In “Analogy of Zidane and the Muslim Ummah,” Farhad Khadim at Iviews.com (thanks to Fjordman) see the World Cup championship soccer match between Italy and France as an analogy for the global jihad:
It was then that it occurred to me that what I had just witnessed was a microcosm of the Muslim Ummah, played out in a soccer field before the eyes of the whole world. For me Zidane was the Muslim Ummah, with past glory and achievement crowning his forehead, leading his people to victory, achievement and a respectable place among nations. His opponents were bent on striking him down, and one in particular, Materrazi was an embodiment of the monstrous powers who are bent on occupying, provoking and stereotyping the Muslim Ummah.
And like the Ummah today, the provocation was too much for him. He snapped and did something uncharacteristic because he felt victimized. Perhaps he was called a “dirty terrorist” as some report, or his sister or mother were called by some degrading name as others report. Whatever it was, he lost all sense of where he was, his legacy, his future and the difference he could have made to the game, and fell victim to the deliberate provocative assaults on his person.
I see his reaction as analogous to the protests, flag burnings and other emotional outbursts committed by Muslims against others who may have deliberately provoked them.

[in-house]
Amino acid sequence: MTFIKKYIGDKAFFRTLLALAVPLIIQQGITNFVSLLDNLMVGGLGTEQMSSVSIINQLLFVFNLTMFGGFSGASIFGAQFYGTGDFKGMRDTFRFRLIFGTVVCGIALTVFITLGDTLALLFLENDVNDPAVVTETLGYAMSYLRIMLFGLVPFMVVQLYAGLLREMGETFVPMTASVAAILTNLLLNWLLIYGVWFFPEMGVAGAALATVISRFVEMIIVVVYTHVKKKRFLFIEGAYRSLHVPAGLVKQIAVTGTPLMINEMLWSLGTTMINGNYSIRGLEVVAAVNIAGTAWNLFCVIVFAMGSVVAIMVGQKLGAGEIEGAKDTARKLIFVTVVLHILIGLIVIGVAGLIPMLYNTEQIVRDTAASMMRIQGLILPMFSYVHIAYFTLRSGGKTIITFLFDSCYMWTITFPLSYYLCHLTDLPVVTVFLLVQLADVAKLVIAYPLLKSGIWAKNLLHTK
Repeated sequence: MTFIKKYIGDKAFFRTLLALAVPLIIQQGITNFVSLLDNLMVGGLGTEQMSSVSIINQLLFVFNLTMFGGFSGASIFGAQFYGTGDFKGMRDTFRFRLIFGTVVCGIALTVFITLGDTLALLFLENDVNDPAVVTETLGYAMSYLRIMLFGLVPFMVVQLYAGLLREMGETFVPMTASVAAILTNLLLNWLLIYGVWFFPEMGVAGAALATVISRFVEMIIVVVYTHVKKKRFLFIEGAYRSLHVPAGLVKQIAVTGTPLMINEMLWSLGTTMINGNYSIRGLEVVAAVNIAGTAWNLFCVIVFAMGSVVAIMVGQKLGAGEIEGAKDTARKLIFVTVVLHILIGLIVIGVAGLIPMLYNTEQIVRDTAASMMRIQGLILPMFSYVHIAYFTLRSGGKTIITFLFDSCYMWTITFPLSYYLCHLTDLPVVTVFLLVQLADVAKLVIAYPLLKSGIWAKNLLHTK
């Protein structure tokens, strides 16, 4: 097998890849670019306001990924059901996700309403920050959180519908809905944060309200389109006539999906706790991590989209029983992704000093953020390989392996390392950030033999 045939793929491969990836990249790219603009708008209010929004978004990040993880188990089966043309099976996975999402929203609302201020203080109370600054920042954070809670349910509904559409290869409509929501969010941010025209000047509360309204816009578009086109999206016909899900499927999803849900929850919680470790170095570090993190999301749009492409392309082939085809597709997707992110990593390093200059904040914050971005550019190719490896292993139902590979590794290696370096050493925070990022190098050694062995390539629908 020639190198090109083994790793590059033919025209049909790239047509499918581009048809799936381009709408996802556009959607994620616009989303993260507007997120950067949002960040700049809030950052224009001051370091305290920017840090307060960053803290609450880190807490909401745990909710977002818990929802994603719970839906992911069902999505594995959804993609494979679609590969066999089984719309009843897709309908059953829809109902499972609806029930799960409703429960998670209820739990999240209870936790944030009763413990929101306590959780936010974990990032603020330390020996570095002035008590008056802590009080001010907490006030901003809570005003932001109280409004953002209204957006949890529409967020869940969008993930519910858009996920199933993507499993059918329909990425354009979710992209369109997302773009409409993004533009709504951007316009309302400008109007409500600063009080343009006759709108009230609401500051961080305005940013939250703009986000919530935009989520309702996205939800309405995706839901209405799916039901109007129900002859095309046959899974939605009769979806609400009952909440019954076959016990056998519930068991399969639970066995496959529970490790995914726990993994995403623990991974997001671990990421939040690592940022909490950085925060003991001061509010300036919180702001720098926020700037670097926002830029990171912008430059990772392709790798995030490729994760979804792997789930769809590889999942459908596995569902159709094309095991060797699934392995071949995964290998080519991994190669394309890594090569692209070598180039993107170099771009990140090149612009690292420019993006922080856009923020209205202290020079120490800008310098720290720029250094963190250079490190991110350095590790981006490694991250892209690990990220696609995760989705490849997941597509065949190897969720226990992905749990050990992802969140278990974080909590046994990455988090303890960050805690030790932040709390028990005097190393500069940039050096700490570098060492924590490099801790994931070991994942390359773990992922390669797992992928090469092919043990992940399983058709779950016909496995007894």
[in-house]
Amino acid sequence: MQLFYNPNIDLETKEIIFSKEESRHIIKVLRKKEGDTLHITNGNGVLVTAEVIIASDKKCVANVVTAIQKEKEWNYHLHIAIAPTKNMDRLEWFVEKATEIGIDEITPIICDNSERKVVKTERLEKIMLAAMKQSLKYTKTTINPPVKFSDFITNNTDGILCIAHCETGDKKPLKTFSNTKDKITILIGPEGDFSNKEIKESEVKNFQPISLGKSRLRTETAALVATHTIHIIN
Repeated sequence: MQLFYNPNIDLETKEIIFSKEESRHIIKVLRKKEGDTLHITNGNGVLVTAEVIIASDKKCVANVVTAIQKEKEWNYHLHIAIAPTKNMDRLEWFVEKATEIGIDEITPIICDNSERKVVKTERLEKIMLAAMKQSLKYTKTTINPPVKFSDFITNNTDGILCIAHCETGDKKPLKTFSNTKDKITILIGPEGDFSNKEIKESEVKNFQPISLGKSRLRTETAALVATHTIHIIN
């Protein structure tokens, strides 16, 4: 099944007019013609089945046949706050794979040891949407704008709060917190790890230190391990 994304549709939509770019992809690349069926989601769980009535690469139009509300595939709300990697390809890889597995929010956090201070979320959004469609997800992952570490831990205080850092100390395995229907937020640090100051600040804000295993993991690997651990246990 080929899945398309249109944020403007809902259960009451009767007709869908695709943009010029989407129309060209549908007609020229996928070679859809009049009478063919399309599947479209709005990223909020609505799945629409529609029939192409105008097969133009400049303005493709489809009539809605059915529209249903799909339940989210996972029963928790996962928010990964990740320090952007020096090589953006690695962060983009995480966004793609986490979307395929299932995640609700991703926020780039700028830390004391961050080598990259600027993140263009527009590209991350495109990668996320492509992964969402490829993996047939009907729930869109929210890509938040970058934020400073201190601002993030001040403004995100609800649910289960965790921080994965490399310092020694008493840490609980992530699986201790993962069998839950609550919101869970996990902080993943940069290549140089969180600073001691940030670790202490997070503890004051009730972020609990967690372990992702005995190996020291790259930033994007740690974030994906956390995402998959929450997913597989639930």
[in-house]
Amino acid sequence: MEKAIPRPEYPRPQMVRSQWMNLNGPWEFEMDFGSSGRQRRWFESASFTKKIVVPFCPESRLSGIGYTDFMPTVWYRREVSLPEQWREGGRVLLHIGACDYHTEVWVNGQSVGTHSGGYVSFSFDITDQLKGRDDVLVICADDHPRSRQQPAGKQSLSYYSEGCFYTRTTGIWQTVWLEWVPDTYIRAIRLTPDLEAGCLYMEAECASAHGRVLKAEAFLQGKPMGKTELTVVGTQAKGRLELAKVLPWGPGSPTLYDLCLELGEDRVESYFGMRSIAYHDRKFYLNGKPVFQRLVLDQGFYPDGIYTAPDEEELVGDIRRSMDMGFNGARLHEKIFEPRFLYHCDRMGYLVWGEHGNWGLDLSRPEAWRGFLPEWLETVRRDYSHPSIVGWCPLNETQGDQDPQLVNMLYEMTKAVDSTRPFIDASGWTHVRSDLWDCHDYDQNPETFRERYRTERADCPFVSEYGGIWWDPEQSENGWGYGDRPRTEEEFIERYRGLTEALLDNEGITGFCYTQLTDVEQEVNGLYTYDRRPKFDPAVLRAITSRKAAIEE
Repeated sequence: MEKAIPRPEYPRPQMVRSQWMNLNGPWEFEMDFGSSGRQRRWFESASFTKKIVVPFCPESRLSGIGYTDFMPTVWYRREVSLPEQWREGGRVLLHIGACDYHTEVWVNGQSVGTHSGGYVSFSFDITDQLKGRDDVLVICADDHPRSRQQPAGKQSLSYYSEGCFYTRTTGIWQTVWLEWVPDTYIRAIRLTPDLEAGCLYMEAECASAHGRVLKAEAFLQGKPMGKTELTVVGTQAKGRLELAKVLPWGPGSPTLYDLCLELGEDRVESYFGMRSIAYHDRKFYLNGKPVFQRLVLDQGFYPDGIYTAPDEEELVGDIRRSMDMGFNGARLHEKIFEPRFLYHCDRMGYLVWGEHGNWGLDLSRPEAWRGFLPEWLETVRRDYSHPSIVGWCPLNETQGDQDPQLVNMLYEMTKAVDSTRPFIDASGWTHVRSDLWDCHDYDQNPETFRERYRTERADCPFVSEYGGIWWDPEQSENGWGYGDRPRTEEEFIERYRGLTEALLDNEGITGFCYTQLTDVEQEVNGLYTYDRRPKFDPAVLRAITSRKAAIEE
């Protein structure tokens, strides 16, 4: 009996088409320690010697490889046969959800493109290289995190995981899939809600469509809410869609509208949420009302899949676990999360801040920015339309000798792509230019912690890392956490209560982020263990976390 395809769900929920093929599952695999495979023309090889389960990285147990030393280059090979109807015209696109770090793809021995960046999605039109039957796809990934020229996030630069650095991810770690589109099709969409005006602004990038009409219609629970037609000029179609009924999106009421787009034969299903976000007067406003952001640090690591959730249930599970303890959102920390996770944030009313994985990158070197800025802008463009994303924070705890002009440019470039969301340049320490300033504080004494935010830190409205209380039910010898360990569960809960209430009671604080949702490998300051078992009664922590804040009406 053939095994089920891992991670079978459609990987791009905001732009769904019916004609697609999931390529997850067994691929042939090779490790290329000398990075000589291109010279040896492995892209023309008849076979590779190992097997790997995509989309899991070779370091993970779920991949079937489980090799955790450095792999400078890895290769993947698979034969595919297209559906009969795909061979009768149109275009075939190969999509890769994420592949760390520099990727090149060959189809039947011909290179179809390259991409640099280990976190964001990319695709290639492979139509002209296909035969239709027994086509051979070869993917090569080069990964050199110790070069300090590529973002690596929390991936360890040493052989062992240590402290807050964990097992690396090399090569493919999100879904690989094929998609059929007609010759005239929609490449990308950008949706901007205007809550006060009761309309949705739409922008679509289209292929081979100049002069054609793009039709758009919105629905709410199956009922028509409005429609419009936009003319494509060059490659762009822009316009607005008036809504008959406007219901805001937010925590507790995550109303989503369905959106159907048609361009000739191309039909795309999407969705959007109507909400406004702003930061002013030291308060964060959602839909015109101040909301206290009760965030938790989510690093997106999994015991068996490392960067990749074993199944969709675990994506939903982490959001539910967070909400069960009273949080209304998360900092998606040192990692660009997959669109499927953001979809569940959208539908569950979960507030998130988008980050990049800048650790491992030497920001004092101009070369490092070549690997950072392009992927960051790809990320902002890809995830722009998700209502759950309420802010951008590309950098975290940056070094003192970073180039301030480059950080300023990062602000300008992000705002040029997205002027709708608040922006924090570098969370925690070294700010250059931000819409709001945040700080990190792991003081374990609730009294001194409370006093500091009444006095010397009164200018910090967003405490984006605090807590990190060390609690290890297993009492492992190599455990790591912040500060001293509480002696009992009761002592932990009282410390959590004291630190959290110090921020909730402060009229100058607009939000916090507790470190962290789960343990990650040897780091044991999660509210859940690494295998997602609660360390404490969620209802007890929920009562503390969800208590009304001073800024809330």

Yes, everyone knows that calling people terrorists makes them become terrorists.
Like Zidane, we shock the world when we do things uncharacteristic of our faith, and we betray those who see in us a ray of hope for civilization.
Or do you just act true to the example of Muhammad and the teachings of the various Islamic sects and schools of law? Watch for my next book, The Truth About Muhammad, coming October 9 from Regnery Publishing.
Like Zidane, the Muslim Ummah has suffered provocations and deliberate attempts to tarnish its image, despite great civilizational achievements for a millennium. And like Zidane, we snap when we cannot take it any more.
Like Zidane’s suffering of an alleged abuse, we also suffer the abuse of the desecration of our holy symbols, occupation of our lands, colonization, genocide and murder of innocent civilians. And like him, the temptation is to turn our back on history, our legacy of patience and restraint and to lash out without considering whether our actions are ethical or strategic. Kidnappings, bombing of innocent civilians, destruction of property after the cartoon episode are all images that have come to characterize the Ummah.
What, then, explains the centuries of jihad warfare carried out by the great Islamic empires of the past, when they had no conceivable provocation? Why did Muhammad travel to Tabuk to attack the Byzantines, though they had taken no notice of him? Why did the Muslim jihad warriors sweep through the Middle East and North Africa and into Europe in the early centuries of Islam, although the states they conquered had done nothing whatsoever to them?